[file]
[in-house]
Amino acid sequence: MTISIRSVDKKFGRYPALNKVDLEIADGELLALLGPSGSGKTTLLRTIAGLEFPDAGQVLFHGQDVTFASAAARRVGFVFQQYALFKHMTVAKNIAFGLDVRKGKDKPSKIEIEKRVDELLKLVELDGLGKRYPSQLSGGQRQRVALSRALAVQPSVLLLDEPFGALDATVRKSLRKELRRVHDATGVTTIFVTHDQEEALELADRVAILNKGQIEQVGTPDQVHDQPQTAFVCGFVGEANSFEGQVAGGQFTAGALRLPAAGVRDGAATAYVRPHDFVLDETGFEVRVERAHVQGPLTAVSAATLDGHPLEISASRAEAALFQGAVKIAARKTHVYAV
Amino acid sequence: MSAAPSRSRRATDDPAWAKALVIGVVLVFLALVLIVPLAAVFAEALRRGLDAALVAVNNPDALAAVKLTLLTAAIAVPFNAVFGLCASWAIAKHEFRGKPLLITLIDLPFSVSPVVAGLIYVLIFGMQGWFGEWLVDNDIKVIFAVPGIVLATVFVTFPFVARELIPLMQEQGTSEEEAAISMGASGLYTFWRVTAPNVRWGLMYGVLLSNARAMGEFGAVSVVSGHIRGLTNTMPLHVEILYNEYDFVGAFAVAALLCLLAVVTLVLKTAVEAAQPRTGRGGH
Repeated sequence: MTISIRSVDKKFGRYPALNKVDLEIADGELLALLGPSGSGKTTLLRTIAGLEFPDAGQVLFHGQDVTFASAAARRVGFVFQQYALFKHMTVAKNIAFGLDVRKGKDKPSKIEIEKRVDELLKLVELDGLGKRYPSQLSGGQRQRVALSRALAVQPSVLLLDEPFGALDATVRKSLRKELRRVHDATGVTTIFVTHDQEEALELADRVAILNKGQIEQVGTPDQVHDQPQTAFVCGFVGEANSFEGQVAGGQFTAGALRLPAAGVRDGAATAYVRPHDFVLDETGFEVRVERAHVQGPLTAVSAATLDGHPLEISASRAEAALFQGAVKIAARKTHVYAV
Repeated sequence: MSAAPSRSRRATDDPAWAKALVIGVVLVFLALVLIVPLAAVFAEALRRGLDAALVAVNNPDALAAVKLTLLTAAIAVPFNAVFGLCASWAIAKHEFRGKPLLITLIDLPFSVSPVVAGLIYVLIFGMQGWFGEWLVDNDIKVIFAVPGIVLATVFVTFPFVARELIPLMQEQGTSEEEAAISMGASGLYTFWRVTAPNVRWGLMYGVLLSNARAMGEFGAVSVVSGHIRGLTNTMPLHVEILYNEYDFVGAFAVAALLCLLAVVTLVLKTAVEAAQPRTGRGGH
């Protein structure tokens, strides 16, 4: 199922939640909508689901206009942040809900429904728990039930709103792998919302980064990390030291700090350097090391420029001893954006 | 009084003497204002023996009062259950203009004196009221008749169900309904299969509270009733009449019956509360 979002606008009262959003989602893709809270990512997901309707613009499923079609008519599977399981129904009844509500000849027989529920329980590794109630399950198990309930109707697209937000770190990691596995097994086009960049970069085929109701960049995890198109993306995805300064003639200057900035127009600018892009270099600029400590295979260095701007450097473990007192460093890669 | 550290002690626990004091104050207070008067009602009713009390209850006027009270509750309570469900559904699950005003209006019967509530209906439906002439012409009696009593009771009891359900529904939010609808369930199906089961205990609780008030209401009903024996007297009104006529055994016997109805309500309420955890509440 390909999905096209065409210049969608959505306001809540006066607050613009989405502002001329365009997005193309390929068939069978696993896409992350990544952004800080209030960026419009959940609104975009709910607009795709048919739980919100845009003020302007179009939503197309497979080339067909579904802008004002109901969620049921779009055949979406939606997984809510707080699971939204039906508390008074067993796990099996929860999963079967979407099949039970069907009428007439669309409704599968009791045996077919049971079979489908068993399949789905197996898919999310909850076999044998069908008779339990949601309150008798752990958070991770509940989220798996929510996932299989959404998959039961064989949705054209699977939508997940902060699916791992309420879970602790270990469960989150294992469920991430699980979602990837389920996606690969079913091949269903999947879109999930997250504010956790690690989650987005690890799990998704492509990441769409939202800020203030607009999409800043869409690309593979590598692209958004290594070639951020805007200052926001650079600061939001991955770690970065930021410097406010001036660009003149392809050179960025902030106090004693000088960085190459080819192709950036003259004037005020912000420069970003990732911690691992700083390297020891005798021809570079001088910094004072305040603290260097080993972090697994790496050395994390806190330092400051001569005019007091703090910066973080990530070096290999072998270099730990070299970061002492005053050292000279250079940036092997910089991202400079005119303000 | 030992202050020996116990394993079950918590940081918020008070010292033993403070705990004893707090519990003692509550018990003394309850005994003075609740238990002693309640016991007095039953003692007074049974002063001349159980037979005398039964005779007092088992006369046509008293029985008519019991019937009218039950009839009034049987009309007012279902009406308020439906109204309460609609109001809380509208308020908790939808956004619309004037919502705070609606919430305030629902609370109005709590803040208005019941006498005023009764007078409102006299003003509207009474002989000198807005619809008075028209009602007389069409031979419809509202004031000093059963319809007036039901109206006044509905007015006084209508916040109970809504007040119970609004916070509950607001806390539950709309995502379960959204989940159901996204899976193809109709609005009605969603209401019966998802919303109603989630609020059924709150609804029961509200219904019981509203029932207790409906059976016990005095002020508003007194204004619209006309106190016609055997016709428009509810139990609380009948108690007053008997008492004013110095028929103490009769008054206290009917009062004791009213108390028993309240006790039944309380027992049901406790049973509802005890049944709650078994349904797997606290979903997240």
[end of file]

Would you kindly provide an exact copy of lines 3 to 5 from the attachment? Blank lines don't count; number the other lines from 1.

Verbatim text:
Amino acid sequence: MSAAPSRSRRATDDPAWAKALVIGVVLVFLALVLIVPLAAVFAEALRRGLDAALVAVNNPDALAAVKLTLLTAAIAVPFNAVFGLCASWAIAKHEFRGKPLLITLIDLPFSVSPVVAGLIYVLIFGMQGWFGEWLVDNDIKVIFAVPGIVLATVFVTFPFVARELIPLMQEQGTSEEEAAISMGASGLYTFWRVTAPNVRWGLMYGVLLSNARAMGEFGAVSVVSGHIRGLTNTMPLHVEILYNEYDFVGAFAVAALLCLLAVVTLVLKTAVEAAQPRTGRGGH
Repeated sequence: MTISIRSVDKKFGRYPALNKVDLEIADGELLALLGPSGSGKTTLLRTIAGLEFPDAGQVLFHGQDVTFASAAARRVGFVFQQYALFKHMTVAKNIAFGLDVRKGKDKPSKIEIEKRVDELLKLVELDGLGKRYPSQLSGGQRQRVALSRALAVQPSVLLLDEPFGALDATVRKSLRKELRRVHDATGVTTIFVTHDQEEALELADRVAILNKGQIEQVGTPDQVHDQPQTAFVCGFVGEANSFEGQVAGGQFTAGALRLPAAGVRDGAATAYVRPHDFVLDETGFEVRVERAHVQGPLTAVSAATLDGHPLEISASRAEAALFQGAVKIAARKTHVYAV
Repeated sequence: MSAAPSRSRRATDDPAWAKALVIGVVLVFLALVLIVPLAAVFAEALRRGLDAALVAVNNPDALAAVKLTLLTAAIAVPFNAVFGLCASWAIAKHEFRGKPLLITLIDLPFSVSPVVAGLIYVLIFGMQGWFGEWLVDNDIKVIFAVPGIVLATVFVTFPFVARELIPLMQEQGTSEEEAAISMGASGLYTFWRVTAPNVRWGLMYGVLLSNARAMGEFGAVSVVSGHIRGLTNTMPLHVEILYNEYDFVGAFAVAALLCLLAVVTLVLKTAVEAAQPRTGRGGH